Nikos Ntoumanis, Anne-Marte Pensgaard, Chris Martin and Katie Pipe
The purpose of this study was to provide an in-depth account of amotivation in compulsory school physical education by examining its major causes, the way it is displayed, and how it can be tackled. From an initial participant pool of 390 British schoolchildren ages 14 to 15 years, 21 of them (15 girls and 6 boys) were selected to participate in semi-structured interviews. They were categorized as being amotivated based on their responses to a questionnaire measuring motivation in physical education. Three main perceived causes of amotivation were identified in the interviews: learned helplessness beliefs, low need satisfaction, and contextual factors. Amotivation was mainly displayed by nonattendance, low involvement in the class, and low intention to be physically active after leaving school. Students’ suggestions for reducing amotivation focused on the enhancement of positive affect, need satisfaction, and structural/organizational changes. The findings are discussed in conjunction with contemporary motivation theories and models of amotivation.
Terence Dwyer, James F. Sallis, Leigh Blizzard, Ross Lazarus and Kimberlie Dean
The objective of this study was to examine the association of scholastic performance with physical activity and fitness of children. To do so, school ratings of scholastic ability on a five-point scale for a nationally representative sample of 7,961 Australian schoolchildren aged 7–15 years were compared with physical activity and fitness measurements. Consistently across age and sex groups, the ratings were significantly correlated with questionnaire measures of physical activity and with performance on the 1.6-kilometer run, sit-ups and push-ups challenges, 50-meter sprint, and standing long jump. There were no significant associations for physical work capacity at a heart rate of 170 (PWC170). The results are concordant with the hypothesis that physical activity enhances academic performance, but the cross-sectional nature of the observations limits causal inference, and the disparity for PWC170 gives reason to question whether the associations were due to measurement bias or residual confounding.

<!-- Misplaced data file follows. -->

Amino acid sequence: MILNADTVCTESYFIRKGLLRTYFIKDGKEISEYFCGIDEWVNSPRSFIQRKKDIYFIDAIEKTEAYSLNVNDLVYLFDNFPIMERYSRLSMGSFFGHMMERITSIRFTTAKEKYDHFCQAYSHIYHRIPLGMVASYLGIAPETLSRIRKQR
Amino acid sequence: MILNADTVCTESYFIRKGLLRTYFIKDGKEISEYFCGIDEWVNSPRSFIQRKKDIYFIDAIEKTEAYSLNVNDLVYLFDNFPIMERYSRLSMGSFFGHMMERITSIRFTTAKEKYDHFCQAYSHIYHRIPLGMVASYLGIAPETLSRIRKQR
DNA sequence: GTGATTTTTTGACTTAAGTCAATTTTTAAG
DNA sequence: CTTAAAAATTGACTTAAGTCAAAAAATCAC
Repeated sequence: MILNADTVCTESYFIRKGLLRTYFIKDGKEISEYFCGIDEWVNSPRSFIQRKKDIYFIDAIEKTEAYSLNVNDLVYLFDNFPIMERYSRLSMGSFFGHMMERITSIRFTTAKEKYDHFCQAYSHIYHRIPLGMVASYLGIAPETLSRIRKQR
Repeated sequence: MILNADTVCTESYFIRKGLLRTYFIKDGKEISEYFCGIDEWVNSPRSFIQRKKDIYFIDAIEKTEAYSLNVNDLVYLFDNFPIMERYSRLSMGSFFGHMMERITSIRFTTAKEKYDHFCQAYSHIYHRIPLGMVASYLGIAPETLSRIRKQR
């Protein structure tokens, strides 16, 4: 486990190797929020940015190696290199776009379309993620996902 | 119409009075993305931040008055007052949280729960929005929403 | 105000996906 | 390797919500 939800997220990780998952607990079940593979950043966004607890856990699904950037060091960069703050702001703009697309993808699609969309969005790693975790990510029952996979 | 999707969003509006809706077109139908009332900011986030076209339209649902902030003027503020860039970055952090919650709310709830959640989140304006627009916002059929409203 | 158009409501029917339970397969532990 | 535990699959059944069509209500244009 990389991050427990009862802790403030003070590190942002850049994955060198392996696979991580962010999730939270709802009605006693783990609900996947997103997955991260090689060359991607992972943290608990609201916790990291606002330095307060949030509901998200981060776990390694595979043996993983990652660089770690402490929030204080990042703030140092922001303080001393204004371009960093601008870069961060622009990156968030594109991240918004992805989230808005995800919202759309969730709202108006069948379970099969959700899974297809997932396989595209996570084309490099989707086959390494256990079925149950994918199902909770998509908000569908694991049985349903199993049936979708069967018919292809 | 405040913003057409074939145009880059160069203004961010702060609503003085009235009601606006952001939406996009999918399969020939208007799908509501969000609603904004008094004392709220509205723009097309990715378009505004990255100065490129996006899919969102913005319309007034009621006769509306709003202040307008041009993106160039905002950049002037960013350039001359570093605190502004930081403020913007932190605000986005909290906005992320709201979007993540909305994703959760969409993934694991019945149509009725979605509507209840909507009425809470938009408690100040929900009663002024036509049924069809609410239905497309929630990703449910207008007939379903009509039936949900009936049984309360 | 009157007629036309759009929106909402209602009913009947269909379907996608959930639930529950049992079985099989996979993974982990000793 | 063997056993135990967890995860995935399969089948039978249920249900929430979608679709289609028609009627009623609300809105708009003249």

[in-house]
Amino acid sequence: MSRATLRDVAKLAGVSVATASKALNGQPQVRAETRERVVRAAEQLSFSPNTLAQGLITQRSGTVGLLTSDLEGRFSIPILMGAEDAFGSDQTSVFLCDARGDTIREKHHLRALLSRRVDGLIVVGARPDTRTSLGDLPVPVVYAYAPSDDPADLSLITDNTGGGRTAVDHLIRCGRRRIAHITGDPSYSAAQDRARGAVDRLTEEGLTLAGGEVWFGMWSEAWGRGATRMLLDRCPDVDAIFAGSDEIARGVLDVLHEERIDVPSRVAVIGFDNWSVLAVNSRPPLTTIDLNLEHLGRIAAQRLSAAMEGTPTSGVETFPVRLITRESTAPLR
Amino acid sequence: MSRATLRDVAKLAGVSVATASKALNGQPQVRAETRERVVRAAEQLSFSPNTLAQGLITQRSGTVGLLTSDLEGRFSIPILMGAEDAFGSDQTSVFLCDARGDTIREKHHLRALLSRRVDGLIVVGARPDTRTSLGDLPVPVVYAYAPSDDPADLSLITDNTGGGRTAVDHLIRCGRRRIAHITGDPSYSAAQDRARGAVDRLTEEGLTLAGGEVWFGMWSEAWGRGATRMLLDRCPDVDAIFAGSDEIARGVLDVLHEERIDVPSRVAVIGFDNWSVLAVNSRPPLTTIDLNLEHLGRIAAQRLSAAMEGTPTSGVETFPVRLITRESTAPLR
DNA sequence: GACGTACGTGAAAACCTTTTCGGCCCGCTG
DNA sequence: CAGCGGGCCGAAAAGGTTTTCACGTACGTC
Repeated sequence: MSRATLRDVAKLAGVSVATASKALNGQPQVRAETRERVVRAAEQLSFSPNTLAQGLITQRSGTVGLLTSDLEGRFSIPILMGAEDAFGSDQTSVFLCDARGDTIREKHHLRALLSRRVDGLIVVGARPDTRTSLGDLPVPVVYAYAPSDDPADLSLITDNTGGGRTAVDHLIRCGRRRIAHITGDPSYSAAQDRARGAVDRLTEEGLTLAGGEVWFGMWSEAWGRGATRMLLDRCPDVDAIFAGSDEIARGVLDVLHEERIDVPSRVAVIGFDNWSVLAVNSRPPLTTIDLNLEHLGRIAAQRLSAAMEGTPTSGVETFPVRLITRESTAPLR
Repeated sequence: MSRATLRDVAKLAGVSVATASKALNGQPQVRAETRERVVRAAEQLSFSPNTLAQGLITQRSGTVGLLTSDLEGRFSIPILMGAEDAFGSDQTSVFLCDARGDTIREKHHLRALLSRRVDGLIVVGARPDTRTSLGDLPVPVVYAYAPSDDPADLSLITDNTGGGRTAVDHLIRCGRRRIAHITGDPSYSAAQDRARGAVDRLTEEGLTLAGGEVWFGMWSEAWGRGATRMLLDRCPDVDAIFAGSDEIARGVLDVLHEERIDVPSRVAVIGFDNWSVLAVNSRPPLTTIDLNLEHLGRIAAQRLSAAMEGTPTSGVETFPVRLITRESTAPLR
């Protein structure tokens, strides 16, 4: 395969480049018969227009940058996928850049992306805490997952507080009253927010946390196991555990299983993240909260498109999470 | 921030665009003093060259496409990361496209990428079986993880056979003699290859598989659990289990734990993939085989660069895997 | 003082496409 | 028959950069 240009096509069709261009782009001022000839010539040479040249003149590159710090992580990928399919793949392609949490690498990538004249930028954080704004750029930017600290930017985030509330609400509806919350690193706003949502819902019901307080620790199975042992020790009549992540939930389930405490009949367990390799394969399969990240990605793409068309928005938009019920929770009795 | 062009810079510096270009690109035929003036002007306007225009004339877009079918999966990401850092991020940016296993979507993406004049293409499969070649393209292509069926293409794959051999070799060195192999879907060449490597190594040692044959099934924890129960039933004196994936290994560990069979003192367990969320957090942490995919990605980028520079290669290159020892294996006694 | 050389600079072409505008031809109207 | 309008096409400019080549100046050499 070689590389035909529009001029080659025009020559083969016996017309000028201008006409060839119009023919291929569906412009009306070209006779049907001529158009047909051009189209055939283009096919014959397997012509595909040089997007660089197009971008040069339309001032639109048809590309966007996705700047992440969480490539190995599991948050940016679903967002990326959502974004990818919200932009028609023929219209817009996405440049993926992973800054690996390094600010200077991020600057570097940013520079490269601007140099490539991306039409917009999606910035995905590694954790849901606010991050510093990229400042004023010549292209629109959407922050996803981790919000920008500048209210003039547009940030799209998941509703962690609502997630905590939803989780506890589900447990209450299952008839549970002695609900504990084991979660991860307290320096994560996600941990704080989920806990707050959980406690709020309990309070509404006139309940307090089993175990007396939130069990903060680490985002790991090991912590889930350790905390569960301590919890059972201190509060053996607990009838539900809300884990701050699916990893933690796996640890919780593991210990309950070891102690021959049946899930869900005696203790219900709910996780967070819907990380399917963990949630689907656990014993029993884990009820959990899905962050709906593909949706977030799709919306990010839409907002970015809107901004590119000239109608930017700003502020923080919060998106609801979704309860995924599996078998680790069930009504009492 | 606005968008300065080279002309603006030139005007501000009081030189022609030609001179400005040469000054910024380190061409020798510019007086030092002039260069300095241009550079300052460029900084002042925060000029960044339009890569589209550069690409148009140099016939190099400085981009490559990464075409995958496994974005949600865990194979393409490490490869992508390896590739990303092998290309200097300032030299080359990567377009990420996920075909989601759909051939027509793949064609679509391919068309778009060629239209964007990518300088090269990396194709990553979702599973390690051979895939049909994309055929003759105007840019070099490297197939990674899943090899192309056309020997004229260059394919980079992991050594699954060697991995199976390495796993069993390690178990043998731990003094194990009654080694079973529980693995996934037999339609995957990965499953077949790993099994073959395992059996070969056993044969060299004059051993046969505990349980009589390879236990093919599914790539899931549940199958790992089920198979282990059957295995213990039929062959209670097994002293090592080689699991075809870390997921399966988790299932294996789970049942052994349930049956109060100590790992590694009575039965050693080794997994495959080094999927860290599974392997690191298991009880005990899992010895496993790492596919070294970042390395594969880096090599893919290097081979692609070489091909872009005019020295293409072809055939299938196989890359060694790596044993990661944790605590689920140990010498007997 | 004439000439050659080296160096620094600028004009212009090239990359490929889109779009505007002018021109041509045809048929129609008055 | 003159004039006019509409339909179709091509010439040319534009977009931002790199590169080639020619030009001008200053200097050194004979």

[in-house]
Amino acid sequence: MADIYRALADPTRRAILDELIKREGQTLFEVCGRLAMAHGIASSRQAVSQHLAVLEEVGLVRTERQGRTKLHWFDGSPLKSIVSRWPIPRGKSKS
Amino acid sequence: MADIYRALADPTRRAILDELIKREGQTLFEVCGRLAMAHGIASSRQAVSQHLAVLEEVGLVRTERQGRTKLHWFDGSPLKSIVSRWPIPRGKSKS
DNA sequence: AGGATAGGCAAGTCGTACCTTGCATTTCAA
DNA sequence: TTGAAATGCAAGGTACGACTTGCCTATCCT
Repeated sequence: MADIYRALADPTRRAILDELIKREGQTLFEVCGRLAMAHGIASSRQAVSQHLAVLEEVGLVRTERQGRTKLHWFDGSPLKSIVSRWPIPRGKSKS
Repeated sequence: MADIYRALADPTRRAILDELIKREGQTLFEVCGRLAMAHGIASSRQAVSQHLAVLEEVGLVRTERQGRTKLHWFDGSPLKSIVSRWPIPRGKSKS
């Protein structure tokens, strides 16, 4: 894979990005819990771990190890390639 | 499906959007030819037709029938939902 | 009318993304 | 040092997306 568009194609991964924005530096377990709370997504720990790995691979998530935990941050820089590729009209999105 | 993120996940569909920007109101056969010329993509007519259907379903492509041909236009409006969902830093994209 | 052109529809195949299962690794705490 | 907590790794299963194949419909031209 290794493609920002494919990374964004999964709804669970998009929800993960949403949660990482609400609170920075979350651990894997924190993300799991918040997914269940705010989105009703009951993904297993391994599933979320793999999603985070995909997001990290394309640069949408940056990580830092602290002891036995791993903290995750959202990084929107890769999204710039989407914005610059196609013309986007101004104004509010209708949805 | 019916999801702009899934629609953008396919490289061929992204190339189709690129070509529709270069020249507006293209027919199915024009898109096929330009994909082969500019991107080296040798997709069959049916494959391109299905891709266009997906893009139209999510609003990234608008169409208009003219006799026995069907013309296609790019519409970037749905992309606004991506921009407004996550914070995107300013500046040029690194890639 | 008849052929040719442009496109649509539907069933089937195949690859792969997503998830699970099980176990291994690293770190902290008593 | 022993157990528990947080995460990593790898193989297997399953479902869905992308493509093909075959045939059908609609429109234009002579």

The 1981 Education Act implies that, in England, provided certain conditions are satisfied, schoolchildren with special needs should be taught in an integrated setting (Advisory Centre for Education, 1981). In 1982 the English Sports Council set up national demonstration projects to promote mass participation in sport throughout all sections of the community. Every Body Active (E.B.A.) is such a project, based at Sunderland Polytechnic, and it focuses on the participation and integration of young people (11–24 years) with physical or sensory disabilities in community sport and recreation and school physical education. The project is divided into two phases. The research phase, initiated in January 1987, ran for a period of 15 months during which data were collected in order to establish needs. Subsequently several schemes were established to be undertaken in the implementation phase, initiated in April 1988. The focus of this paper is the physical education scheme and the research findings that preceded its formation. On the basis of the research phase, a physical education scheme has been implemented that focuses on a special school for pupils with physical disabilities, its physical education program, and links with mainstream schools and external community sport and recreation agencies.
Kelly R. Evenson, Brian Neelon, Sarah C. Ball, Amber Vaughn and Dianne S. Ward